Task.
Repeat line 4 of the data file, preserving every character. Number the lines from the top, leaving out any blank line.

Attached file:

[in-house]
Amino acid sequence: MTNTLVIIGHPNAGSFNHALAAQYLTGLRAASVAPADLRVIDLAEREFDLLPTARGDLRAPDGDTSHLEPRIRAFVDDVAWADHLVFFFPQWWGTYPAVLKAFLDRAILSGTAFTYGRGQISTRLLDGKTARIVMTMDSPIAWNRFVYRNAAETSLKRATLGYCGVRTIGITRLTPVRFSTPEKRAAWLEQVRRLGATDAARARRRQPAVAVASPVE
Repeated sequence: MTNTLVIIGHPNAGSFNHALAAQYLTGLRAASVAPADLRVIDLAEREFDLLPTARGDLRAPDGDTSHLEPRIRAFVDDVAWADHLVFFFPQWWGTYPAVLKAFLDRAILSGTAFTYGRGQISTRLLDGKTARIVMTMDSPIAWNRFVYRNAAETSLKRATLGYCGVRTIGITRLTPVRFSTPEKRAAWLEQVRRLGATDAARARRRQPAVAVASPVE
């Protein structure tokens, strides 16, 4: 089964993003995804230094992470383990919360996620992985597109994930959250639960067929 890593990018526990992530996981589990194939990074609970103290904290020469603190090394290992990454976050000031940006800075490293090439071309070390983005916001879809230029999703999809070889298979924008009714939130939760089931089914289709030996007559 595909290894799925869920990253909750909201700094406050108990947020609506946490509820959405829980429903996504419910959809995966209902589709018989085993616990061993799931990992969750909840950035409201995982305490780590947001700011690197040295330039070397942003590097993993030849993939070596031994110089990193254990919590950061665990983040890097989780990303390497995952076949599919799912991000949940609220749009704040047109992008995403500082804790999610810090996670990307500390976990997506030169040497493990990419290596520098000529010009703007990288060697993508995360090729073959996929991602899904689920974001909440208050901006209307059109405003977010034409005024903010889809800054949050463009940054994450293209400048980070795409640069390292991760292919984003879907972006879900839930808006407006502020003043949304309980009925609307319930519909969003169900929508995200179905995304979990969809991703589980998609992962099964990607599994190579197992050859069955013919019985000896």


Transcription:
């Protein structure tokens, strides 16, 4: 089964993003995804230094992470383990919360996620992985597109994930959250639960067929 890593990018526990992530996981589990194939990074609970103290904290020469603190090394290992990454976050000031940006800075490293090439071309070390983005916001879809230029999703999809070889298979924008009714939130939760089931089914289709030996007559 595909290894799925869920990253909750909201700094406050108990947020609506946490509820959405829980429903996504419910959809995966209902589709018989085993616990061993799931990992969750909840950035409201995982305490780590947001700011690197040295330039070397942003590097993993030849993939070596031994110089990193254990919590950061665990983040890097989780990303390497995952076949599919799912991000949940609220749009704040047109992008995403500082804790999610810090996670990307500390976990997506030169040497493990990419290596520098000529010009703007990288060697993508995360090729073959996929991602899904689920974001909440208050901006209307059109405003977010034409005024903010889809800054949050463009940054994450293209400048980070795409640069390292991760292919984003879907972006879900839930808006407006502020003043949304309980009925609307319930519909969003169900929508995200179905995304979990969809991703589980998609992962099964990607599994190579197992050859069955013919019985000896």